All of the writers on the “Adults with Allergies” team are very happy to share the news that Anaphylaxis Canada has rebranded as Food Allergy Canada.
This blog is only one of many of their resources available and we can assure that their commitment to adults at risk for anaphylaxis has not changed. We look forward to providing you more great articles, advice and tips under their new banner!
Anaphylaxis Canada is pleased to announce that applications are now being accepted for the sixth annual Sabrina Shannon Memorial Award.
This award is dedicated to Sabrina Shannon, an inspiring teenager who suffered a fatal anaphylactic reaction in 2003. During her life, Sabrina helped to raise awareness about food allergy by creating a first-person radio documentary, “A Nutty Tale,” which aired on CBC Radio in 2001. Since her passing, Sabrina’s parents and other members of the allergy community have kept Sabrina’s spirit alive by advocating for allergy-aware school environments. In 2005, Sabrina’s Law was passed in Ontario, resulting in landmark legislation that has influenced school anaphylaxis policies across Canada.
Two awards of $1,000 each will be granted to students entering their first year or continuing their studies at a post-secondary institution.
Applications will be evaluated on a submission essay which describes the student’s efforts to raise awareness about severe allergies and anaphylaxis in their schools or communities.
The application form can be downloaded from Anaphylaxis Canada’s youth website http://www.whyriskit.ca. All applications must be submitted by June 19th, 2015.
I get so excited when I receive a wedding invitation in the mail. I love hearing that my friends or families have found that special someone and I love joining in on the celebration!
However, there is usually one slip of paper that comes along with the invitation that brings my thoughts away from the ceremony, the speeches and the party. I’m talking about that slip that asks you to indicate your food selection for the reception.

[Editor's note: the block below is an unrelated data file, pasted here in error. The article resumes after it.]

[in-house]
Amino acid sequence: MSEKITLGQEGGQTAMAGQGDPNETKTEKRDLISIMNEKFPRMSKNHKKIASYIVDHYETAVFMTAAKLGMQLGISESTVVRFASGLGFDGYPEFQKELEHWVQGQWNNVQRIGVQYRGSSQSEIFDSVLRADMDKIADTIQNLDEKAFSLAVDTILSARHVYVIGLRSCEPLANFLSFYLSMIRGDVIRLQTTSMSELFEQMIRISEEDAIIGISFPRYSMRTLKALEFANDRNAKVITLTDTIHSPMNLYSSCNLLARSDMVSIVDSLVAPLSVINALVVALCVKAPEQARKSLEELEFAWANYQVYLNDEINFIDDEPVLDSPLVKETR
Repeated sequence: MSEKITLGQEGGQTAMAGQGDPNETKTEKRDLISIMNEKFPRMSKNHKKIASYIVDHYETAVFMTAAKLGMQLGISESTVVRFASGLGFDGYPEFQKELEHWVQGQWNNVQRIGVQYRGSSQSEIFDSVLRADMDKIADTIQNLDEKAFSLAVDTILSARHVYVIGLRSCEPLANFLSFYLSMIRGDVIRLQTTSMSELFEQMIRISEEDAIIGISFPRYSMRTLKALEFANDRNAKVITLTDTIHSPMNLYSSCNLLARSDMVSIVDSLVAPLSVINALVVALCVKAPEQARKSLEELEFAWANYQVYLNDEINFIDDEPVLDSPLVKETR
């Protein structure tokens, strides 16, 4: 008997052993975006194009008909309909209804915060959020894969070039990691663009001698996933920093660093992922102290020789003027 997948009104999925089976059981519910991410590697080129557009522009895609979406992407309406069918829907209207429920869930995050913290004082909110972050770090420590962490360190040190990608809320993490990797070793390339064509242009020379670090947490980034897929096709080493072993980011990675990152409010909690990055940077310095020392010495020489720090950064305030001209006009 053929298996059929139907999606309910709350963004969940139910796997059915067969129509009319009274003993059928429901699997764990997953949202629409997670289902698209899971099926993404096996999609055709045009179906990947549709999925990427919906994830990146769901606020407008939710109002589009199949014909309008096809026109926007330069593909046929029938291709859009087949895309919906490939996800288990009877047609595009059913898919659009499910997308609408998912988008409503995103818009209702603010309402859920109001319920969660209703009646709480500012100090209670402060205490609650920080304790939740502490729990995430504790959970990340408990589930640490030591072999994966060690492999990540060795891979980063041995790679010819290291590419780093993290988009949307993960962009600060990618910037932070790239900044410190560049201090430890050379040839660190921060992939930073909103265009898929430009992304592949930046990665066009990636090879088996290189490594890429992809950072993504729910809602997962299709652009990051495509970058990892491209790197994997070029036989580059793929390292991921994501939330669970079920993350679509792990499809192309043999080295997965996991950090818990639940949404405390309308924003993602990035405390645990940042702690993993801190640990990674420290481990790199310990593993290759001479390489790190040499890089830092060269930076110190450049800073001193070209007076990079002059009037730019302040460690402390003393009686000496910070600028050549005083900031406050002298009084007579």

I love seeing a few options on this slip, as there are usually a couple options I can cross off right away. I am allergic to seafood, and fish is usually one of those options. That typically leaves me analyzing the meat and vegetarian dishes. More information is always better, but sometimes it just says meat with a special sauce, or vegetables with certain fixings. What’s in that special sauce? What on earth…
Two years ago I went on a blind date. The date wasn’t a romantic match; but he told me about musical improv-improvisational comedy created in a musical theater form. I had never done anything like improvisational comedy before; but I knew I loved to sing and I loved musical theater. So, a few months later, I signed up for my first class. Being silly, on stage, with a group of strangers was pretty terrifying. But there was a small part of me that also found it exhilarating. The more I practiced, the more classes I took, the more the terror was replaced by joy.
The core premise of improv is to say “Yes, and” to your partner. It does not simply involve being spontaneous. It involved saying ‘yes’ to everything presented to you in a theatrical scene (which hopefully will open up the scene to something potentially funny or brilliant or clever, goofy or simply bring the scene to the next place.